How to establish trust and credibility as an internal change agent


Trust as an internal change agent

Traditionally, many organisations have relied on the large consultancies to initiate and lead strategic or operational change. Over recent years, however, we have noticed a trend towards change being driven and supported from the ‘inside’ of organisations.

Added on 23 July 2015 by Andrew Day

There are a growing number of organisations that are establishing specialist departments responsible for change initiatives, such as OD, Organisation Effectiveness or Quality Improvement – or where support functions, such as HR, are being up-skilled to act as internal change agents. Where external consultants are being used, they are working in partnership with internals as sounding boards, to provide expertise in specialist areas or to provide additional support during implementation. 
Internal change agents are, however, faced with the challenge of being a ‘prophet in one’s own land’.   No matter what their levels of expertise or experience, internals often do not feel listened to or taken seriously. This is despite some of the clear advantages that internals have over externals, such as their understanding of the organisation, its culture and what has been tried and not worked in the past. 
Over the past year, the OD & Change practice at Ashridge has been conducting a research project into the experience of internal change agents of facilitating and enabling change. As part of the research, we spoke to a number of internal practitioners, such as OD managers or HR Directors, who had successfully managed to influence the change agenda. Critically, these individuals and their teams, by establishing trust and credibility with influential individuals in their organisations, had established a licence to operate and were valued for their expertise and insight.    
So what were the key strategies being used by these internal change agents to develop their credibility and influence?
  1. Start by working with the ‘early adopters’ or those individuals who are willing to try something different and believe that change needs to be approached in a different way.
  2. Work below the radar until a change starts to take off and then encourage those involved to share positive stories and successes. This inevitably starts to attract attention from others who then become curious about what is happening.
  3. Be helpful and find those issues that people really care about and want to work on together to improve their lives and their products or services. Too often internals can pursue changes or ideals that they believe should happen but others do not care about.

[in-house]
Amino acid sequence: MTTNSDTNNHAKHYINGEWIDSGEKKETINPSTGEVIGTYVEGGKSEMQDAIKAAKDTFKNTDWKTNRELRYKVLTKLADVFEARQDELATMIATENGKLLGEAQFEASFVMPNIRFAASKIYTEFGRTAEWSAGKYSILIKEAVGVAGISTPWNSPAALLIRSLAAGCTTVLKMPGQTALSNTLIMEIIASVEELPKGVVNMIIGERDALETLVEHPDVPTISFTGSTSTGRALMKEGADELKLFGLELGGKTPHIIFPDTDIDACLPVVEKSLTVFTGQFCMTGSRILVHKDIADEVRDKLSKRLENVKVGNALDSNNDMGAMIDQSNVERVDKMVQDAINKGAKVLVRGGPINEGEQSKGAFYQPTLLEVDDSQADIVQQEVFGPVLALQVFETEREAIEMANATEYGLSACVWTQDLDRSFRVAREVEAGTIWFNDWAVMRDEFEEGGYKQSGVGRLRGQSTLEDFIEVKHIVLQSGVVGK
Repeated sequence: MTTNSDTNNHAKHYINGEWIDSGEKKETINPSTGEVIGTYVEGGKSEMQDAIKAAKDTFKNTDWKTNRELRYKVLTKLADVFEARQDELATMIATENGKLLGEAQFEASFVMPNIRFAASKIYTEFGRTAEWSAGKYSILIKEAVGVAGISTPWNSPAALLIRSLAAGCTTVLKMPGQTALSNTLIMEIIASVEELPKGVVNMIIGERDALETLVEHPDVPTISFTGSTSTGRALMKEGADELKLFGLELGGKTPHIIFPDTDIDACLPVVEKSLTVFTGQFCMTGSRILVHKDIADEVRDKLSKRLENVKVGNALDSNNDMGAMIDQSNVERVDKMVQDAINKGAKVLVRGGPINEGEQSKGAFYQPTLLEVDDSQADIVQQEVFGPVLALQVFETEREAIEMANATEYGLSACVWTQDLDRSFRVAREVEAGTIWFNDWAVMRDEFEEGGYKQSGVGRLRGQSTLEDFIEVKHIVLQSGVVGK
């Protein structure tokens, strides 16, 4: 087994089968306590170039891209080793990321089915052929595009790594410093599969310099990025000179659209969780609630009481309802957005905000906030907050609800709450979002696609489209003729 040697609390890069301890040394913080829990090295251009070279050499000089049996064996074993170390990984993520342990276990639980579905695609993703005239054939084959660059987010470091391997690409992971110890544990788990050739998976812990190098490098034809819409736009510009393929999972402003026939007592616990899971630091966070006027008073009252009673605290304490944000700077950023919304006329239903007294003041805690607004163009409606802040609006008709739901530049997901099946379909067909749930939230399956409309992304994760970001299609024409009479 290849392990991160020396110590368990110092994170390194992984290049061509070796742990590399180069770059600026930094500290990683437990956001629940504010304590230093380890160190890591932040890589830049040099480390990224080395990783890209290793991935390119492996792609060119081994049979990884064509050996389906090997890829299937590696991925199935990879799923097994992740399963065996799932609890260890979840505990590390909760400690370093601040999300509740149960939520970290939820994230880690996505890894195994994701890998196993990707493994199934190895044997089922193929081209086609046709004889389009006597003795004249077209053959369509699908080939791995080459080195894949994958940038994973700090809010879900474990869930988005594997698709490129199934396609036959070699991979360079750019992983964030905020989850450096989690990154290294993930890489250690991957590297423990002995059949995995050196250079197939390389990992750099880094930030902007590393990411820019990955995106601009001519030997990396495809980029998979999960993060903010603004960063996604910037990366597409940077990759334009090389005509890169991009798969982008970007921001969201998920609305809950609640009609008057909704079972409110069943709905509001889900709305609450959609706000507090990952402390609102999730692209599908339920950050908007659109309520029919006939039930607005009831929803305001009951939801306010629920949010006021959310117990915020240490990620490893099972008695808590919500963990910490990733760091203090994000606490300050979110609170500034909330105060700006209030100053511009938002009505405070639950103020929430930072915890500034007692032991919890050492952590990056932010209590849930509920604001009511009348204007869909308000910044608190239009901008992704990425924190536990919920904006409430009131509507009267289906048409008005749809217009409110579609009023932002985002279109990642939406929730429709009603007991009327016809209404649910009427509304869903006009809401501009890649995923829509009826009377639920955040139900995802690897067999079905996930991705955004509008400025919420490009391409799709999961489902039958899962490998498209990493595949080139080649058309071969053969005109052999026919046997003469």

4. Focus on small but significant projects and make them a success. In contrast to conventional wisdom,  large scale change is rarely brought about through grand visions and plans. Often small and symbolic changes trigger others to act and change starts to spread like a virus rather than as a result of a ‘grand plan’.
  5. Many years ago, the renowned OD practitioner, Roger Harrison, advised internal consultants to work with the forces that are supportive of change, rather than against defensiveness and resistance.  Equally, he advised internals to work with the relatively healthy parts of the organisation and avoid ‘lost causes’. Internals in our study were working where they saw potential to make a difference.
  6. Find and develop sponsorship at senior levels of the organisation.  Contrary to what is widely advocated by many change practitioners, active sponsorship is not necessary for all change initiatives.  The minimum level that is required is permission for changes to be initiated. The next level, which is more desirable, is support and encouragement for change. Ideally, senior leaders would actively participate. However, this is not always necessary and change agents often push too hard against the resistances of senior individuals to getting involved.
  7. Work with leaders and sponsors to mobilise a ‘critical mass’ of activists for each change project from across all parts and levels of the organisation. These are the individuals who are going to act, role model change and challenge others to change.
  8. Work collaboratively with other functions, such as HR, comms and strategy, to develop their capability and develop supporters and allies. Equally, avoid creating enemies and adversaries who feel threatened by your existence. This requires a sensitivity to tribal politics and territorial boundaries.
  9. Act as a connector. Use your knowledge and networks to connect individuals and change projects from across the organisation. Putting individuals in contact with others not only helps change happen but it also builds your credibility as a networker and someone who can see systemic connections and opportunities.
  10. Be Pragmatic and flexible. Beware of trying to follow a set methodology because this is how things ‘should’ happen.  In the real world, change is messy and improvised. Those individuals who in our study had credibility were prepared to roll up their sleeves and get involved. They pushed the boundaries as far as they believed was possible and challenged when they believed they would be heard.

Effective change agents influence through their relationships, expertise and ability to help rather than through formal authority and control. This requires them to be trusted and to have credibility in their organisations. In the future, organisations are going to need multiple change agents across the whole organisation, rather than relying on a small group of internal or external specialists.

If you want to develop your skills as a change agent then please take a look at our program on Consulting and Change in Organisations.

Ashridge also runs a Masters in Organisational Change (AMOC)